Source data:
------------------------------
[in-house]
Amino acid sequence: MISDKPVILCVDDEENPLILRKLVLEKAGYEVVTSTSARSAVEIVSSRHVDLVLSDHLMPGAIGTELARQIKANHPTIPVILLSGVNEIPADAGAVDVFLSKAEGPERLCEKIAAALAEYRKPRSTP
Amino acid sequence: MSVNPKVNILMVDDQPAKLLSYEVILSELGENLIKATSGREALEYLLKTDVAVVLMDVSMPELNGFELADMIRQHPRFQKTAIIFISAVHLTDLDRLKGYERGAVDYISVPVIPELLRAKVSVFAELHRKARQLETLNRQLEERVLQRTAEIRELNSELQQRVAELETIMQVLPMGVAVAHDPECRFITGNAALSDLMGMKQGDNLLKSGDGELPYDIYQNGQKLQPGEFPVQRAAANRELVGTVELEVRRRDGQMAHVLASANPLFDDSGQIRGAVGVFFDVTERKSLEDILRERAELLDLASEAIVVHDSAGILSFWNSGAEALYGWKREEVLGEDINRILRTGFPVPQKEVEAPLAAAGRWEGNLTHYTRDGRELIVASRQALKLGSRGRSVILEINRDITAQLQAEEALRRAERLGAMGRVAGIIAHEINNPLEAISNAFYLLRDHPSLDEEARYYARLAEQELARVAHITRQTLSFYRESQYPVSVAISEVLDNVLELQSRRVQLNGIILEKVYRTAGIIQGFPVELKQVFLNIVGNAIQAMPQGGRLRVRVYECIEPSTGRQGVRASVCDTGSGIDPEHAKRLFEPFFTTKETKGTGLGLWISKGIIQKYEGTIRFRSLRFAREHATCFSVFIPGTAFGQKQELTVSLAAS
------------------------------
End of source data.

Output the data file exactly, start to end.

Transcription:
[in-house]
Amino acid sequence: MISDKPVILCVDDEENPLILRKLVLEKAGYEVVTSTSARSAVEIVSSRHVDLVLSDHLMPGAIGTELARQIKANHPTIPVILLSGVNEIPADAGAVDVFLSKAEGPERLCEKIAAALAEYRKPRSTP
Amino acid sequence: MSVNPKVNILMVDDQPAKLLSYEVILSELGENLIKATSGREALEYLLKTDVAVVLMDVSMPELNGFELADMIRQHPRFQKTAIIFISAVHLTDLDRLKGYERGAVDYISVPVIPELLRAKVSVFAELHRKARQLETLNRQLEERVLQRTAEIRELNSELQQRVAELETIMQVLPMGVAVAHDPECRFITGNAALSDLMGMKQGDNLLKSGDGELPYDIYQNGQKLQPGEFPVQRAAANRELVGTVELEVRRRDGQMAHVLASANPLFDDSGQIRGAVGVFFDVTERKSLEDILRERAELLDLASEAIVVHDSAGILSFWNSGAEALYGWKREEVLGEDINRILRTGFPVPQKEVEAPLAAAGRWEGNLTHYTRDGRELIVASRQALKLGSRGRSVILEINRDITAQLQAEEALRRAERLGAMGRVAGIIAHEINNPLEAISNAFYLLRDHPSLDEEARYYARLAEQELARVAHITRQTLSFYRESQYPVSVAISEVLDNVLELQSRRVQLNGIILEKVYRTAGIIQGFPVELKQVFLNIVGNAIQAMPQGGRLRVRVYECIEPSTGRQGVRASVCDTGSGIDPEHAKRLFEPFFTTKETKGTGLGLWISKGIIQKYEGTIRFRSLRFAREHATCFSVFIPGTAFGQKQELTVSLAAS